Best Grills of 2019

A grill allows you to grill up your favorite dishes for casual gatherings or private dinners. Read our shopping guide to find out the best option for you.

Shopping Guide for the Best Grills

No backyard is complete without a grill for private picnics, casual get-togethers, and large gatherings. Whether you're into burgers with a side of freshly grilled potatoes or barbecued chicken garnished with crispy grilled asparagus, a grill isn't just a cooking nicety—it's a necessity.

At BestReviews, we concentrated our research on three of the most popular grill types: gas grills, charcoal grills, and electric grills. If you've got a question about grills, we've got an answer.

Our shopping guides incorporate in-depth investigation, expert advice, and the results of our own product testing. To maintain our objectivity, we never accept promotional products from manufacturers. If you'd like to know more about purchasing and using a backyard grill, read on.

Types of Grills

Gas Grills
The most popular type of outdoor grill is the gas grill. You need fuel from a gas line or propane tank to fire up a gas grill. These appliances require plenty of room and fresh air; many come with shelves, side burners, and other features that consume extra space. That said, you can get a gas grill going in less than 15 minutes. On the downside, some people say gas-grilled food doesn't have the flavorful zing of charcoal-fired fare.

Charcoal Grills
Die-hard fans of charcoal argue that you simply cannot beat the taste of a juicy steak or charred kebab off a charcoal grill. Notably, the cost of charcoal adds up over time, and if you invest in flavored wood chips (also compatible with gas grills), your expenses could be even higher. More elbow grease is required of the charcoal chef, too. It takes a good 30 minutes for the coals to get hot, and you'll find yourself spending more time scrubbing the grates of a charcoal grill than a gas grill. Still, if you want that authentic smoky taste and those telltale char marks on your Thai grilled chicken, a charcoal grill is right for you.

Electric Grills
Electric grills are handy for apartment dwellers who have limited patio or balcony space and travelers who want a portable outdoor grilling option. All you need is the grill and access to electricity—no charcoal briquets or fuel required. An electric grill may have a solid grill plate or a grate with a drip tray, but regardless of the cooking surface, most barbecue connoisseurs agree that an electric grill simply cannot impart a genuine BBQ flavor. Nevertheless, electric grills remain popular with people who love to cook alfresco but are pressed for space.


Measure Before You Shop

Measure your backyard space to determine how many square feet you can dedicate to your cause, and remember that gas and charcoal grills need extra room for ventilation.

Key Considerations for Grills

If you're puzzling over which grill to purchase, it may help to answer the following questions.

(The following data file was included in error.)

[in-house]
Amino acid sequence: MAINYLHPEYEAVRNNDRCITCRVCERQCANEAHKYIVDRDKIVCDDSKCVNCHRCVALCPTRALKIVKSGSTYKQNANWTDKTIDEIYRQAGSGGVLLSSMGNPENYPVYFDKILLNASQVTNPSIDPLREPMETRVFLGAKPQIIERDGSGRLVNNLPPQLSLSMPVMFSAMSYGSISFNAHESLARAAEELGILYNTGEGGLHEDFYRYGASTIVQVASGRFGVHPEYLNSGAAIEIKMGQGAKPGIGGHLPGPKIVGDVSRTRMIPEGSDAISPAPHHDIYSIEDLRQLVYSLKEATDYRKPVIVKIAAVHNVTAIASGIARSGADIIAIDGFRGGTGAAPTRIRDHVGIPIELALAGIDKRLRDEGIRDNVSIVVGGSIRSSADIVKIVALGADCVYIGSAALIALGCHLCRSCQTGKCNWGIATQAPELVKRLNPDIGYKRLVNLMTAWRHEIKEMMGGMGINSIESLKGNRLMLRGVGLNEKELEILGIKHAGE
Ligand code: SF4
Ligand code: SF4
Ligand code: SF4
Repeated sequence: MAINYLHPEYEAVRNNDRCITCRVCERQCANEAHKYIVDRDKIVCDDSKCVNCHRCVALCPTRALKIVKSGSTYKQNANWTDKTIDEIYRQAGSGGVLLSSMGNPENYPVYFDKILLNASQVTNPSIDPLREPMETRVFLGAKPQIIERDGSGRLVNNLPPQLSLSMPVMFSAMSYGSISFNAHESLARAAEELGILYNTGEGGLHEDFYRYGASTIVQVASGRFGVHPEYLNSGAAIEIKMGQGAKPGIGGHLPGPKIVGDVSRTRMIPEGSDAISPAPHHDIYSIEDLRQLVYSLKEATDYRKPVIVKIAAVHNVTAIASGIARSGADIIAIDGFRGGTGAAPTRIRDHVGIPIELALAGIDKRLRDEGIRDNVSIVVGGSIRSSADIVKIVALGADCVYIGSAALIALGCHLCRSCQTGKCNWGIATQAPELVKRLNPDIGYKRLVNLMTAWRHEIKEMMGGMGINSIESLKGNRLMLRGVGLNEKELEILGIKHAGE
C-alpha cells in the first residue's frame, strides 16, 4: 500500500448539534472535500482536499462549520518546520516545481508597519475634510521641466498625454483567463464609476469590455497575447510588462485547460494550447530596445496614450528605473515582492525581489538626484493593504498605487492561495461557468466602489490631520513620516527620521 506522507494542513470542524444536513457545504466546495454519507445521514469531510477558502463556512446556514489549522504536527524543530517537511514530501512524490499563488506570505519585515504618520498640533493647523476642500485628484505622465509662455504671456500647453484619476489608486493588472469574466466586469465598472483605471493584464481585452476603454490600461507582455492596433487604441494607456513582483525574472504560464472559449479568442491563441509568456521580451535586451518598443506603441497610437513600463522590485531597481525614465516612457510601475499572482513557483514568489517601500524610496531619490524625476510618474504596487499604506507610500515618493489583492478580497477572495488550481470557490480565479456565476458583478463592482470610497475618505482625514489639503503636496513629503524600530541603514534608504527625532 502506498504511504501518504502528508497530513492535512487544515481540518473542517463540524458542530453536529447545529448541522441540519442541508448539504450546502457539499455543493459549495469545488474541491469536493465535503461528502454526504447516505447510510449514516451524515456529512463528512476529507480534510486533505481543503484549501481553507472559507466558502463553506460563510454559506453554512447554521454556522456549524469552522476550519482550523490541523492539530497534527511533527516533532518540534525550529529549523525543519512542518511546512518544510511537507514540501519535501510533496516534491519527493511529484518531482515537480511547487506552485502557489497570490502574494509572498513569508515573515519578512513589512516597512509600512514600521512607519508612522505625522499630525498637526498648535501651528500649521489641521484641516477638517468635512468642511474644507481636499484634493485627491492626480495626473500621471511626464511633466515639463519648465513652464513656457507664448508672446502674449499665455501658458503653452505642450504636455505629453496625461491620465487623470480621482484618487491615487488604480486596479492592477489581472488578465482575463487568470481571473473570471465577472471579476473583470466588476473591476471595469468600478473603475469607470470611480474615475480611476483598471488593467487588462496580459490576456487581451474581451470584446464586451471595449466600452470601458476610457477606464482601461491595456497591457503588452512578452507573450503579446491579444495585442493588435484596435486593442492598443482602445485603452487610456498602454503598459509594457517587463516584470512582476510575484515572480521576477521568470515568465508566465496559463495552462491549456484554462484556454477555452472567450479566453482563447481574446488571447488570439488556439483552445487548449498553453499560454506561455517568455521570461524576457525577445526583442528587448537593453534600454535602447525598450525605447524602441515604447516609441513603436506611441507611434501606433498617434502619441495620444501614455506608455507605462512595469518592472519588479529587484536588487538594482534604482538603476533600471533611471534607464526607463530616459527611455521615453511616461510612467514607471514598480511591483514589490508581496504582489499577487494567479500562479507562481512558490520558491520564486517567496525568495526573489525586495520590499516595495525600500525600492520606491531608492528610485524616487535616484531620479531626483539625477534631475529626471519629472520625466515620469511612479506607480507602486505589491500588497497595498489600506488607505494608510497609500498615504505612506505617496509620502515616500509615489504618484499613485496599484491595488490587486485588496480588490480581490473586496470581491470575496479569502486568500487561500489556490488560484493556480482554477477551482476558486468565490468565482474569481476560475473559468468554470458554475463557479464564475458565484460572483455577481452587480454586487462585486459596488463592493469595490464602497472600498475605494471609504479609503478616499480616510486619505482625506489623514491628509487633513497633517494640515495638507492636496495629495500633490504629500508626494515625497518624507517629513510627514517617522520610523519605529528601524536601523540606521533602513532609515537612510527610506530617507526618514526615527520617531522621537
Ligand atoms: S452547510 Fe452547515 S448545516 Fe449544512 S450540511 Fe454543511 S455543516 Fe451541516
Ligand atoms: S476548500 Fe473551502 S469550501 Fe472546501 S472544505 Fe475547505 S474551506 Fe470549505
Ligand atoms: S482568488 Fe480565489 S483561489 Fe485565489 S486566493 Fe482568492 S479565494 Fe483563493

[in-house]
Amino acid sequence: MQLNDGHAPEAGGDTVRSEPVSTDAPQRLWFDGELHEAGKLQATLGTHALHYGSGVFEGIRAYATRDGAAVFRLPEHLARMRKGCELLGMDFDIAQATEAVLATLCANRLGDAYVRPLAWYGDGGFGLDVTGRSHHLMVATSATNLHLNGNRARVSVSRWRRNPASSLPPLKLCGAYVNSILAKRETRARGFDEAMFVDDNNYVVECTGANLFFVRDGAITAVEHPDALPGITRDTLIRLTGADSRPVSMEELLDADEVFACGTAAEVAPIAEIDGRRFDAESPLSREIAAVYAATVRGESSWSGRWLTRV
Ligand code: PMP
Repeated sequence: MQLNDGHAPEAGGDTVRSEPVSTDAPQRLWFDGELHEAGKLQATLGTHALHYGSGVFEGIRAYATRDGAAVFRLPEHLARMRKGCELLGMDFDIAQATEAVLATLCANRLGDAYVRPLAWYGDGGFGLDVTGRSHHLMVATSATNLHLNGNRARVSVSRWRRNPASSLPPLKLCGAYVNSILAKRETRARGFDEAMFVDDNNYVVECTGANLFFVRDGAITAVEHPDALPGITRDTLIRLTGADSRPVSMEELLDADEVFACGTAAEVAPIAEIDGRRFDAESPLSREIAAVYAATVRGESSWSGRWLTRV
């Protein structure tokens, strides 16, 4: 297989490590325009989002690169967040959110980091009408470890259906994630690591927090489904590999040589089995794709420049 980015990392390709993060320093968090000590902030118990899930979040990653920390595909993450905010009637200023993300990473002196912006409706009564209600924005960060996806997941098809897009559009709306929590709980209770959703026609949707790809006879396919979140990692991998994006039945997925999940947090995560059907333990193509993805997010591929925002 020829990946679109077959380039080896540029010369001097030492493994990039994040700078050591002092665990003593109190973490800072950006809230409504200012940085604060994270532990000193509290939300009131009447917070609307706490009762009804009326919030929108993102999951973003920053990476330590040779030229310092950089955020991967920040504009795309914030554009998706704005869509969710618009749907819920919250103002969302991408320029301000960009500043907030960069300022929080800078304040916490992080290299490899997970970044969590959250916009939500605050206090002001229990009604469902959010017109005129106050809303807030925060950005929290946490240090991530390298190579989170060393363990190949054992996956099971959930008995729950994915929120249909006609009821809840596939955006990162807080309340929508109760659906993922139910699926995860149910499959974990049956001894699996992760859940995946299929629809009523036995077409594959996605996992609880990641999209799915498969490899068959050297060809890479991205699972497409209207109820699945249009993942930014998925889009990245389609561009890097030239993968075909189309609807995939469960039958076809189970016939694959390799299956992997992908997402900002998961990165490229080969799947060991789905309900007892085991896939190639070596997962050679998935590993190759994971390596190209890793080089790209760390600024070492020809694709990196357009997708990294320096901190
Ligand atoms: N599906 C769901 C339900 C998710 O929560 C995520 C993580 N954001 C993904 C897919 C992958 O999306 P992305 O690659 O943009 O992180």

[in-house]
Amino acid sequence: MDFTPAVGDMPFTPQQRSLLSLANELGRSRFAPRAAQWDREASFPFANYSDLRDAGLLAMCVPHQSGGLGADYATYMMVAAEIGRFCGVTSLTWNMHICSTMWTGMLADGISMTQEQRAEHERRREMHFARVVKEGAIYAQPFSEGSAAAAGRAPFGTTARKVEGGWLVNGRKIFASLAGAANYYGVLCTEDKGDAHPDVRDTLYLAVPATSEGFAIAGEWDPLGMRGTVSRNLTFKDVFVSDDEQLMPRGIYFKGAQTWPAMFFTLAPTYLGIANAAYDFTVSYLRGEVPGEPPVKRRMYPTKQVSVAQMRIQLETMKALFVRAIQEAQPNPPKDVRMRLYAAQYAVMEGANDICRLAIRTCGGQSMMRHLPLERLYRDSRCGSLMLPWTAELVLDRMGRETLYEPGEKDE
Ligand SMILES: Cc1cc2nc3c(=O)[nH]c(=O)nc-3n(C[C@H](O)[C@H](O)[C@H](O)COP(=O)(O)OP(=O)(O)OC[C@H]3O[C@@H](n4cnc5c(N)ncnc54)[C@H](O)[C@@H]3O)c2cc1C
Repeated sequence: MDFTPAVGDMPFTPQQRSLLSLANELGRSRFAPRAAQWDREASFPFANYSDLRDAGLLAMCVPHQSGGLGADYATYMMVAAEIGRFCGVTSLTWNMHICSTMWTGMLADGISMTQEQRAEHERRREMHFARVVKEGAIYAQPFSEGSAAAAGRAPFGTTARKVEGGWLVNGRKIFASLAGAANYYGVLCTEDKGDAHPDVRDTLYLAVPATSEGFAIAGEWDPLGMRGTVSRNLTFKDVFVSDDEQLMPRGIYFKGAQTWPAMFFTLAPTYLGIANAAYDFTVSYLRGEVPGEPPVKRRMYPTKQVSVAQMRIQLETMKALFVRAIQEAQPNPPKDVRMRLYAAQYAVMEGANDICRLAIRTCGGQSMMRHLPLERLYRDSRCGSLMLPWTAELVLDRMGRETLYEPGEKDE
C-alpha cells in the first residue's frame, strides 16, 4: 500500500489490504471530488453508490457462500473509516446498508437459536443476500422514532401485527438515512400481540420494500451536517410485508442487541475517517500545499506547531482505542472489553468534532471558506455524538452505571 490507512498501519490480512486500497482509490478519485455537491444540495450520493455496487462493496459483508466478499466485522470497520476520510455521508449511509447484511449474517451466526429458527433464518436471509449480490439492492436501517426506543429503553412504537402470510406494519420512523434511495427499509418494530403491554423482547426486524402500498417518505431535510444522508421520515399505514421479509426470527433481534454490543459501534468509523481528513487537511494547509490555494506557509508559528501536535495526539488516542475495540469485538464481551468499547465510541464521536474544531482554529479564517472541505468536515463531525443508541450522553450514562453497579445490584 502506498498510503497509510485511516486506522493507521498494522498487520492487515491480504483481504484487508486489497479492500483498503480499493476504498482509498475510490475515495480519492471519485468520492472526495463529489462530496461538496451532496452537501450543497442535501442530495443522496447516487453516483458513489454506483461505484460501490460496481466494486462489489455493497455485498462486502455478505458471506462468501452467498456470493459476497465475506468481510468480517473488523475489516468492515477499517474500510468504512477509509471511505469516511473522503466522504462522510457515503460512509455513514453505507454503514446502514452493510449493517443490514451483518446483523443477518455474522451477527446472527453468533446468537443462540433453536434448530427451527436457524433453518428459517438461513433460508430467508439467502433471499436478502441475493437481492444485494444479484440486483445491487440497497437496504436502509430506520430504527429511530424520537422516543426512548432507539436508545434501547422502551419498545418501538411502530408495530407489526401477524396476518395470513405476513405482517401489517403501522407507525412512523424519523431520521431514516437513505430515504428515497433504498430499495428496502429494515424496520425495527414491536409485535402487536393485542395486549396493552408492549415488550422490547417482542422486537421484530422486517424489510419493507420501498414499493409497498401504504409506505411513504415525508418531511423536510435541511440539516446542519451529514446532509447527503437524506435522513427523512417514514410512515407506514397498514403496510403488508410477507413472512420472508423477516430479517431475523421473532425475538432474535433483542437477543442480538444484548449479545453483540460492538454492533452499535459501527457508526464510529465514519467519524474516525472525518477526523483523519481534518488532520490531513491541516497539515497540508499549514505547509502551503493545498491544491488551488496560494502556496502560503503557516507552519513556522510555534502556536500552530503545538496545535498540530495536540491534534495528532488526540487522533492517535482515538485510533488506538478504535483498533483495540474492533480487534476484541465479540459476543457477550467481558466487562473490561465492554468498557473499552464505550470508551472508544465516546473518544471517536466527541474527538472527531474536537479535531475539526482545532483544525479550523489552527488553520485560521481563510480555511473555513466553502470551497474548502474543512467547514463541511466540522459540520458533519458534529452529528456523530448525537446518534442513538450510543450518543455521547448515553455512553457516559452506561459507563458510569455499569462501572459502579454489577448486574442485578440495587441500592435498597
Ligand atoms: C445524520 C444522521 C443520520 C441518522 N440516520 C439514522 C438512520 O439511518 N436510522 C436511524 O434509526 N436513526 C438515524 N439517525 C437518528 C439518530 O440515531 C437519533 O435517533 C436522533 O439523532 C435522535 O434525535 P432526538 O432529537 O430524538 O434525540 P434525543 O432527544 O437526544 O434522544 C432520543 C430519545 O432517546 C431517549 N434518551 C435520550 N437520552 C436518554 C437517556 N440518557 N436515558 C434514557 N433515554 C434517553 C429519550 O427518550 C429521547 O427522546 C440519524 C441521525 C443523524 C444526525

How much do you want to spend on a grill?
You may be prepared to spend a lot, a little, or somewhere in between on a new grill. The amount you pay depends largely on size and the number of features.

  • Gas Grills: Tabletop propane grills start at the $50 mark. Larger, more feature-rich gas grills hover anywhere between $200 and $2,000, depending on how much luxury you're looking for.
  • Charcoal Grills: Small charcoal grills cost as little as $30, but you could also spend over $300 on a charcoal grill with a stand and firebox.
  • Electric Grills: You won't find many good electric grills for less than $50, but the best models cap at around $300.

Are you usually in a hurry at dinnertime?
If dinner is often a rushed affair, you may not want to wait around for a charcoal grill to come to temperature. Instead, consider a gas grill that heats up quickly or an electric grill that activates with the push of a button.

How much cooking space do you need?
The amount of space you need depends on how much food you want to be able to cook at once. A family of four can get by with between 400 and 500 square inches of cooking space. If you plan to entertain, you may want to invest in a grill with a minimum of 900 square inches of cooking space.

You can't control the temperature of your charcoal grill with the push of a button. However, you can open the vents on the bottom of the grill to let in air. More oxygen makes for a hotter fire.


Q. I'm thinking of buying a gas grill. How many BTUs should it have?
A. The number of BTUs a grill has reflects how much heat the grill generates. The ideal rate for a gas grill is between 80 and 100 BTUs for every square inch of cooking space. But don't be fooled; a higher BTU rating doesn't necessarily mean a grill is better. You also want a grill with good fuel efficiency.

Q. Should I get a grill with a cooking surface made of cast iron or stainless steel?
A. Cast iron is an excellent conductor of heat, but it is more prone to corrosion than other materials. Stainless steel retains heat very well and cooks food evenly, but it doesn't get as hot as cast iron. It's easier to clean, however.

Q. Which grill extras are worth the splurge?
A. There are some items that might not be included with your new grill that you'll want to buy separately. One of the most important is a grill cover. If you don't cover your grill and it sits out in the elements, it will rust and degrade much sooner than it otherwise would. A grill set complete with a spatula, tongs, and fork is another nice accessory. A grill brush is an extremely handy tool for removing the tiny, sticky bits from your grill after a cooking session.

If you don't want to use lighter fluid to start your charcoal grill, consider investing in a charcoal chimney. A charcoal chimney uses crumpled newspaper or other tinder.